The project centers on the flagship on-highway Kenworth T680 tractor and an industry leading PACCAR MX engine. Goals for the program include the demonstration of greater than 100% improvement in freight efficiency over 2009 equivalent product, and a 55% engine increase in brake thermal efficiency performance.
“UPS deploys advanced technology to efficiently manage the transportation of packages and freight. For the SuperTruck II project, UPS will provide guidance on their drive and duty cycles to drive SuperTruck II performance,” said Mike Dozier, Kenworth general manager and PACCAR vice president. “UPS will also offer advice on the commercial feasibility and driver acceptance of technologies developed under SuperTruck II. This important program is designed to produce advancements that will benefit fleets and truck operators with future reductions in fuel usage and emissions.”
“The UPS collaboration with Kenworth is an opportunity to study cutting-edge technologies in our real-world truck applications, expand the boundaries beyond what is possible today, and further enhance performance and efficiency,” said Bill Brentar, UPS Director of Maintenance and Engineering for Transportation Equipment at the company’s headquarters in Atlanta. “This initiative will also help support UPS’s sustainability commitment to reduce its absolute greenhouse gas (GHG) emissions from global ground operations 12 percent by 2025.”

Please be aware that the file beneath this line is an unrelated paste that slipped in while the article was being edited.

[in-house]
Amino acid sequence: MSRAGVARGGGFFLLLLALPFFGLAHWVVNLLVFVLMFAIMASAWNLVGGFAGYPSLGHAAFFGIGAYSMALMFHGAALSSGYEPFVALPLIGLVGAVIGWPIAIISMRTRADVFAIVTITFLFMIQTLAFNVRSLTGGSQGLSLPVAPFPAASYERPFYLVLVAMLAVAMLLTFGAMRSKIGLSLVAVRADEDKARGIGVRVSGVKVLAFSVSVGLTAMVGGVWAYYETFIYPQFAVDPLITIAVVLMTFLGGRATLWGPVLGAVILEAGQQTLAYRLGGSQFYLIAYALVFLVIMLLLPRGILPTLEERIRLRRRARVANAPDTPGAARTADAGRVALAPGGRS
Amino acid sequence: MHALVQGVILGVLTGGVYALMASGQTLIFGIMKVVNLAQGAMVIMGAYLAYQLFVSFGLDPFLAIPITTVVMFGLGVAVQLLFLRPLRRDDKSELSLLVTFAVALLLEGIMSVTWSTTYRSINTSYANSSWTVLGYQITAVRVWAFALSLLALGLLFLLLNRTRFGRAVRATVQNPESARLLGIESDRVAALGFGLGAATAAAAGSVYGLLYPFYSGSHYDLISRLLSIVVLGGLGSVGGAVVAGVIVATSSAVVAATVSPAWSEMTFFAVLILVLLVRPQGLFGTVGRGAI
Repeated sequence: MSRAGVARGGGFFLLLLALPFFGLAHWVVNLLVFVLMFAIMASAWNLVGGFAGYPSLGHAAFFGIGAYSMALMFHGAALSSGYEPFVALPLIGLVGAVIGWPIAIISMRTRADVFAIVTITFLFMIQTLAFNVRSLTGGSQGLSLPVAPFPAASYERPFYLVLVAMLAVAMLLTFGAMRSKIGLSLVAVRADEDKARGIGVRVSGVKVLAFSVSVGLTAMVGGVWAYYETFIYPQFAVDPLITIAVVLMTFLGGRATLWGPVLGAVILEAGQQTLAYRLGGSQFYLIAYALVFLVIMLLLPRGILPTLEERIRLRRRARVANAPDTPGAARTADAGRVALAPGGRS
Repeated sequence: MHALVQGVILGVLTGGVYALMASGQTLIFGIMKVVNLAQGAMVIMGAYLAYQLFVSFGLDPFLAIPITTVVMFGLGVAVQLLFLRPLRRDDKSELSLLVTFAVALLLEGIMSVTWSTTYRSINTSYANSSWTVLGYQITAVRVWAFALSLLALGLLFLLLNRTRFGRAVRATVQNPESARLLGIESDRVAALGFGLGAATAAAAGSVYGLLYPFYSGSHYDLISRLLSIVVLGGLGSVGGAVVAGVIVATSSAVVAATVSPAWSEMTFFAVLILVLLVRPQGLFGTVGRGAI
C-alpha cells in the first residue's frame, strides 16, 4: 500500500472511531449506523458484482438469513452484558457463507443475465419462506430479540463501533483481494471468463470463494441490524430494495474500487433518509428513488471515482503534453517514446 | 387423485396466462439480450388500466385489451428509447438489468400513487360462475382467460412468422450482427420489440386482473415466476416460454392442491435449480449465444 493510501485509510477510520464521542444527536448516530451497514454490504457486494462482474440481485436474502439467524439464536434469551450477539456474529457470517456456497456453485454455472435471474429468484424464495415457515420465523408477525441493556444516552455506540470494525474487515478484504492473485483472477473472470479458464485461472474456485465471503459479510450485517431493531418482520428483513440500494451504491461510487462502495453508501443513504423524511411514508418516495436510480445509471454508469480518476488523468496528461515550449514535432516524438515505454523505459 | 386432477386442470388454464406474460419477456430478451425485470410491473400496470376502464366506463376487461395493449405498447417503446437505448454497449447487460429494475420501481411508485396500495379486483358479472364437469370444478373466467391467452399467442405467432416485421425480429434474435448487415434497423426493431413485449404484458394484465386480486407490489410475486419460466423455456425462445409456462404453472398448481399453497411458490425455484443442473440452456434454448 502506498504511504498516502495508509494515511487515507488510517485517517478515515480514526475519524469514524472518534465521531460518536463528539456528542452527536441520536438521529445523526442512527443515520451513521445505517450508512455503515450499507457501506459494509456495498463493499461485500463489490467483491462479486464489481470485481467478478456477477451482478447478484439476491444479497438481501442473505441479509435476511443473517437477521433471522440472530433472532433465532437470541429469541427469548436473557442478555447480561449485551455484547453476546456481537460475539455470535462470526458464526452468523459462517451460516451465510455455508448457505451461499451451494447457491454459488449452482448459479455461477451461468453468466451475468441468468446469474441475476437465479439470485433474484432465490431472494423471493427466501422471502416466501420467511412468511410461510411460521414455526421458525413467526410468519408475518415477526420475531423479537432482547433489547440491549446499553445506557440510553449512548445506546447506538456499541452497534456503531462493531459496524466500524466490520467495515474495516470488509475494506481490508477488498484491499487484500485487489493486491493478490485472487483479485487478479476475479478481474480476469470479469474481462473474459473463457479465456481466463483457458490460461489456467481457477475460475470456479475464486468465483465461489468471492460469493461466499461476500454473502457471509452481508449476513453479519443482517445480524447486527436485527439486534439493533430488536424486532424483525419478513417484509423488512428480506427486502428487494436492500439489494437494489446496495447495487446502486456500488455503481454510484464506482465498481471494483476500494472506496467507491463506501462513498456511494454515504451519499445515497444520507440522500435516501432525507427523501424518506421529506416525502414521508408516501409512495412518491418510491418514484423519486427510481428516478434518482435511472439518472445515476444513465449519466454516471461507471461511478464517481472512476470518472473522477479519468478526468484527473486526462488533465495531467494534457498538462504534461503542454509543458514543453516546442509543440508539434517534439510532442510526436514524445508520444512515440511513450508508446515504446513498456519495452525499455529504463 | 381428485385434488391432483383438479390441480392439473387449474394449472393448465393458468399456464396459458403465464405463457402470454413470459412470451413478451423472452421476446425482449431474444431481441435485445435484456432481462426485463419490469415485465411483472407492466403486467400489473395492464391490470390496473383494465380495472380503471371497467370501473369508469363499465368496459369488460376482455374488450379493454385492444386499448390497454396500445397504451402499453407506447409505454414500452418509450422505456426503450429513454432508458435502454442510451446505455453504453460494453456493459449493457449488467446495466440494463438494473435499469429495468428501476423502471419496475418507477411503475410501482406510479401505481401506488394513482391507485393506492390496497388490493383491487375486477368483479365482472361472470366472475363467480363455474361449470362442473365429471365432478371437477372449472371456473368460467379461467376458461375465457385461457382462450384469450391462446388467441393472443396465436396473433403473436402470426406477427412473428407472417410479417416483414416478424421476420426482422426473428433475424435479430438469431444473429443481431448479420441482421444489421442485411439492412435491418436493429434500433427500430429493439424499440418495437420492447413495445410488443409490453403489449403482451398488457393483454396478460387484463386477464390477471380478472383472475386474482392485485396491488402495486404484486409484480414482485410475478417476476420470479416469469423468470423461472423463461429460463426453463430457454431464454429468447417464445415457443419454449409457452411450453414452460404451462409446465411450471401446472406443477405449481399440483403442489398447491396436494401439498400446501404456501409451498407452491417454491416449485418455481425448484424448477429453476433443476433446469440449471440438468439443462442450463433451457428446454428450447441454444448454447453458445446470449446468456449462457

According to the DOE, trucks haul 80% of goods in the United States and use about 28 billion gallons of fuel per year. This accounts for approximately 22% of total transportation energy usage and presents a significant opportunity to increase efficiency and reduce cost for a key segment of the nation’s transportation sector.
The Department’s Vehicle Technologies Office in the Office of Energy Efficiency and Renewable Energy invests in early-stage research to spur private-sector research, development and commercialization of more energy efficient and affordable transportation technologies that increase energy security and economic growth. To learn more about the Department’s work with industry, academia, and other partners on advanced vehicle technologies, visit the Vehicle Technologies Office website.